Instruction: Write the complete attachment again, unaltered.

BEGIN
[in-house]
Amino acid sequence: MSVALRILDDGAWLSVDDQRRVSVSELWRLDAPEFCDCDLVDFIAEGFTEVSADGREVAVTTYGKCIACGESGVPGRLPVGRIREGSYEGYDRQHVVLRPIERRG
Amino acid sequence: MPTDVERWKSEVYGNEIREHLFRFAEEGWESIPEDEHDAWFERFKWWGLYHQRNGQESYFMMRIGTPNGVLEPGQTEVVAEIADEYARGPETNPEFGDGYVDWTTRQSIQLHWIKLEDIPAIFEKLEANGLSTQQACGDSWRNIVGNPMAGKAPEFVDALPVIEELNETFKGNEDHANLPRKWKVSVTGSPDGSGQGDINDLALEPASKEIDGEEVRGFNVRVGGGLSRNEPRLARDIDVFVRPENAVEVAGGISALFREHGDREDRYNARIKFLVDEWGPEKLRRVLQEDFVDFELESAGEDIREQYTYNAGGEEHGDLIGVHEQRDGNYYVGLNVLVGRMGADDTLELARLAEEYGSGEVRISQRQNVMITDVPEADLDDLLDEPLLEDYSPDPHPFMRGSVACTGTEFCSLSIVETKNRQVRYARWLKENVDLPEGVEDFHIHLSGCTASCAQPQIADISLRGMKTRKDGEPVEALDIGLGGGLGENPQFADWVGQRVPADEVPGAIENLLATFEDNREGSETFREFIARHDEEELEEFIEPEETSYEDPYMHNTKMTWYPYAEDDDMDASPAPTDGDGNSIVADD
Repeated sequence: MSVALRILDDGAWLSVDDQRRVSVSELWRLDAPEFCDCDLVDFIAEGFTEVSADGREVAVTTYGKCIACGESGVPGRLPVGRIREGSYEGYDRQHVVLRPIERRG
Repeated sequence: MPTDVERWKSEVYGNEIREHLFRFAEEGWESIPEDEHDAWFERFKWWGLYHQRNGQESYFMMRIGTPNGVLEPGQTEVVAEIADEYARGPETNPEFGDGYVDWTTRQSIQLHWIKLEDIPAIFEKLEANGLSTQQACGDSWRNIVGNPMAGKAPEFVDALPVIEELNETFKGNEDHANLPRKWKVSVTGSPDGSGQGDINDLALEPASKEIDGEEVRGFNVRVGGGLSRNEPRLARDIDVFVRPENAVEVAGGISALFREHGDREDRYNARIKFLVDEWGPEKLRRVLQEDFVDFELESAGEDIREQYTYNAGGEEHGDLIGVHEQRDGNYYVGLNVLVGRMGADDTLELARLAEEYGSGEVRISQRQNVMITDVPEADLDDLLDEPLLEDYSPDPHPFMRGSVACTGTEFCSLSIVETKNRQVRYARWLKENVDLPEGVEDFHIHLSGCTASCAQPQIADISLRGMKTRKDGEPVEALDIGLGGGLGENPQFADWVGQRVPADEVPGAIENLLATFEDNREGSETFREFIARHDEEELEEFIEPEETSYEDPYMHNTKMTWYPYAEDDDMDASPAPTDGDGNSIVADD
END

[in-house]
Amino acid sequence: MSVALRILDDGAWLSVDDQRRVSVSELWRLDAPEFCDCDLVDFIAEGFTEVSADGREVAVTTYGKCIACGESGVPGRLPVGRIREGSYEGYDRQHVVLRPIERRG
Amino acid sequence: MPTDVERWKSEVYGNEIREHLFRFAEEGWESIPEDEHDAWFERFKWWGLYHQRNGQESYFMMRIGTPNGVLEPGQTEVVAEIADEYARGPETNPEFGDGYVDWTTRQSIQLHWIKLEDIPAIFEKLEANGLSTQQACGDSWRNIVGNPMAGKAPEFVDALPVIEELNETFKGNEDHANLPRKWKVSVTGSPDGSGQGDINDLALEPASKEIDGEEVRGFNVRVGGGLSRNEPRLARDIDVFVRPENAVEVAGGISALFREHGDREDRYNARIKFLVDEWGPEKLRRVLQEDFVDFELESAGEDIREQYTYNAGGEEHGDLIGVHEQRDGNYYVGLNVLVGRMGADDTLELARLAEEYGSGEVRISQRQNVMITDVPEADLDDLLDEPLLEDYSPDPHPFMRGSVACTGTEFCSLSIVETKNRQVRYARWLKENVDLPEGVEDFHIHLSGCTASCAQPQIADISLRGMKTRKDGEPVEALDIGLGGGLGENPQFADWVGQRVPADEVPGAIENLLATFEDNREGSETFREFIARHDEEELEEFIEPEETSYEDPYMHNTKMTWYPYAEDDDMDASPAPTDGDGNSIVADD
Repeated sequence: MSVALRILDDGAWLSVDDQRRVSVSELWRLDAPEFCDCDLVDFIAEGFTEVSADGREVAVTTYGKCIACGESGVPGRLPVGRIREGSYEGYDRQHVVLRPIERRG
Repeated sequence: MPTDVERWKSEVYGNEIREHLFRFAEEGWESIPEDEHDAWFERFKWWGLYHQRNGQESYFMMRIGTPNGVLEPGQTEVVAEIADEYARGPETNPEFGDGYVDWTTRQSIQLHWIKLEDIPAIFEKLEANGLSTQQACGDSWRNIVGNPMAGKAPEFVDALPVIEELNETFKGNEDHANLPRKWKVSVTGSPDGSGQGDINDLALEPASKEIDGEEVRGFNVRVGGGLSRNEPRLARDIDVFVRPENAVEVAGGISALFREHGDREDRYNARIKFLVDEWGPEKLRRVLQEDFVDFELESAGEDIREQYTYNAGGEEHGDLIGVHEQRDGNYYVGLNVLVGRMGADDTLELARLAEEYGSGEVRISQRQNVMITDVPEADLDDLLDEPLLEDYSPDPHPFMRGSVACTGTEFCSLSIVETKNRQVRYARWLKENVDLPEGVEDFHIHLSGCTASCAQPQIADISLRGMKTRKDGEPVEALDIGLGGGLGENPQFADWVGQRVPADEVPGAIENLLATFEDNREGSETFREFIARHDEEELEEFIEPEETSYEDPYMHNTKMTWYPYAEDDDMDASPAPTDGDGNSIVADD